after telling them. At least we didn't have to whisper anymore.
morning in Florida we heard a knock on the door. One of Mom's
neighbors came to the house to welcome her back to Florida.
All morning, however, Mom had been talking incoherently and
was not making any sense. I couldn't let anyone see her like
this. I made an excuse and said that she was sleeping.
My poor father
couldn't take much more! Up four to five times a night to
help her to the bathroom and give her medication, he was totally
I sat by her
bed watching her drift in and out of sleep. My eyes burned
with fatigue. My energy was zapped, but I was still trying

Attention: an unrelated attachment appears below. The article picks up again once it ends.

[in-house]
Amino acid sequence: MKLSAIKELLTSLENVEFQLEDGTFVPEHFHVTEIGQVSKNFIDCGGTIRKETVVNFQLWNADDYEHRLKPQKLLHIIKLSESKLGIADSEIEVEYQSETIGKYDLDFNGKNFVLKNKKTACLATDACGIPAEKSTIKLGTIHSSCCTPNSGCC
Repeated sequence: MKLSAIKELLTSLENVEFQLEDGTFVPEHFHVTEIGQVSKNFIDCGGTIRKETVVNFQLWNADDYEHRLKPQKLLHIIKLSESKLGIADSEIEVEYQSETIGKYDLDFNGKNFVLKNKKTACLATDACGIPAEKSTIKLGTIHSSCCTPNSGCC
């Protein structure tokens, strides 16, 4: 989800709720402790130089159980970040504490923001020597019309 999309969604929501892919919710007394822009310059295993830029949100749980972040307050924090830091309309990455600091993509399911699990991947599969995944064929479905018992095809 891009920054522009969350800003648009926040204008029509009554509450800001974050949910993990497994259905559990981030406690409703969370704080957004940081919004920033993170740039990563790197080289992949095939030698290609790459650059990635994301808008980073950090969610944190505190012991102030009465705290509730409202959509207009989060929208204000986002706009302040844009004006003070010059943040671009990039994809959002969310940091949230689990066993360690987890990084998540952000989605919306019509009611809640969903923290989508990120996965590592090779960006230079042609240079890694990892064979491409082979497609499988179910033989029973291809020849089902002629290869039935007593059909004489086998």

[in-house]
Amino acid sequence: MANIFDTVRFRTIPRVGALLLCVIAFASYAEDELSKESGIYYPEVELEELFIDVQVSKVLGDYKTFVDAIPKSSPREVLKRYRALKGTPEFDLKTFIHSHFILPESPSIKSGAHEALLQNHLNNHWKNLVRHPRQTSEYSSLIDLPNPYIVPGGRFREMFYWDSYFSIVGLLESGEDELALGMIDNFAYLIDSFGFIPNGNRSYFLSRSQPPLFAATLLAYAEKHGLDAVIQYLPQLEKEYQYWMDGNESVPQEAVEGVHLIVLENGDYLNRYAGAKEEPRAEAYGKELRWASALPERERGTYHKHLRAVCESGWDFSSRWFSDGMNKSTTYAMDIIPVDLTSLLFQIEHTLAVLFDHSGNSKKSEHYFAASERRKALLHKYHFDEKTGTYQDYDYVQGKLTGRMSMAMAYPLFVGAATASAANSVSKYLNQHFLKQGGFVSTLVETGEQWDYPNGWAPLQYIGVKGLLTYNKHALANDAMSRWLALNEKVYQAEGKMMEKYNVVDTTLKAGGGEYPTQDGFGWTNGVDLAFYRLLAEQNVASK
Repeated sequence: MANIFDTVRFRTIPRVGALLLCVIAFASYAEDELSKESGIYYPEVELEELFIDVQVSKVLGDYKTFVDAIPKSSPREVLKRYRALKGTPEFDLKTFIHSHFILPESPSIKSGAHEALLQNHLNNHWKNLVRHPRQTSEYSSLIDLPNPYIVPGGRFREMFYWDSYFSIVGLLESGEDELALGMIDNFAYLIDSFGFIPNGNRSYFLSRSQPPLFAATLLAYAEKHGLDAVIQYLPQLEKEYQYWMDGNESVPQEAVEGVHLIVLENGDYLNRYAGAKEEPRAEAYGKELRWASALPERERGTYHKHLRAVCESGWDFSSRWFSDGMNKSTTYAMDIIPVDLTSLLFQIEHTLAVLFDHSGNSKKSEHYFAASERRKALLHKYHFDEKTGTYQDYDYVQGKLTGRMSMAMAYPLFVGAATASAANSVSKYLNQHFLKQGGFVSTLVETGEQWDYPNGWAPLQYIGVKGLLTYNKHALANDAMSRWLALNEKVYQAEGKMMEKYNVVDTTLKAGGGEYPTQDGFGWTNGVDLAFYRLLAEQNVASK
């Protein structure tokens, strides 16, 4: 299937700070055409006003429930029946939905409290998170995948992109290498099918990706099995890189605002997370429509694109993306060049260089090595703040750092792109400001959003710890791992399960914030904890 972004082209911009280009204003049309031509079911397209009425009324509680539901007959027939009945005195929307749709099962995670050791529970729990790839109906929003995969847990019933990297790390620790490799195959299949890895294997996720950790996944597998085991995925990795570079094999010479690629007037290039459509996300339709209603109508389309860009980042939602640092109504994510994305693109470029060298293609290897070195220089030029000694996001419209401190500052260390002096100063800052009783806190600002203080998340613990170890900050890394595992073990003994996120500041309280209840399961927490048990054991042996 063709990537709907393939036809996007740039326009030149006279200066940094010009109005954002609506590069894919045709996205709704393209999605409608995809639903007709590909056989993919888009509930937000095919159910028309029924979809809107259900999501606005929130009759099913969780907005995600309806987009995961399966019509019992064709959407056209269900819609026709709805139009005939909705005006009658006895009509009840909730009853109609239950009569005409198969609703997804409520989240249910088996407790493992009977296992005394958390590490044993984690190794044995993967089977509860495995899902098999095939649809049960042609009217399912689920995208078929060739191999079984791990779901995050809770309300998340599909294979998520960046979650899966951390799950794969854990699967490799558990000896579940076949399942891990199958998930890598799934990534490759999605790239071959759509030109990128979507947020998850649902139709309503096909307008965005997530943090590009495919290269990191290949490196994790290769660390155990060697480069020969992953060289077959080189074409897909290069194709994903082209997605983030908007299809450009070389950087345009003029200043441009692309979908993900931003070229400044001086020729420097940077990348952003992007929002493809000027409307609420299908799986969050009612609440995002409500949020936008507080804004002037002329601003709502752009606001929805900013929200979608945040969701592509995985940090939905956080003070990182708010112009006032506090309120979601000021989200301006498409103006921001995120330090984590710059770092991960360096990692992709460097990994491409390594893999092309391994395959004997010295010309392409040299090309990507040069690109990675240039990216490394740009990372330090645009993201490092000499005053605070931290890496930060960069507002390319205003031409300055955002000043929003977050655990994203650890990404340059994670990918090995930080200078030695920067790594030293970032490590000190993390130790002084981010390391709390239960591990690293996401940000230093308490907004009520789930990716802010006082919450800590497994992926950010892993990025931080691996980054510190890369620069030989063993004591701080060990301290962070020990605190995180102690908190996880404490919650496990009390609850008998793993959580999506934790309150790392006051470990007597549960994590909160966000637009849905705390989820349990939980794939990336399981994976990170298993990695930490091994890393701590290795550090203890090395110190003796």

to hold on.
20: Death at the Door
we drove to the doctor's office. I waited impatiently while
Mom was being examined. My heart pounded with fear. A few
minutes later the doctor called my father and me into her
office. Her face was somber. She had always taken a special
interest in my mother.
In a very soft,
gentle voice, she turned to my father and said, "I'm so sorry,
but your wife is dying. She's in the last stages of the disease.
It's time now for you and your daughter to try to make her
last few weeks or days as comfortable as possible."
My father sat
stunned by the news. Even though he knew AIDS was fatal, it
was difficult for him to accept the final verdict of death.
Tears trickled down his cheeks.
"Have you thought
of the possibility of having Hospice help you?" she inquired.
I had already thought of the idea and we made a phone call
from the doctor's office. They would be sending someone to
the house on Monday.
I thought of
the long weekend we were going to have to ourselves. Since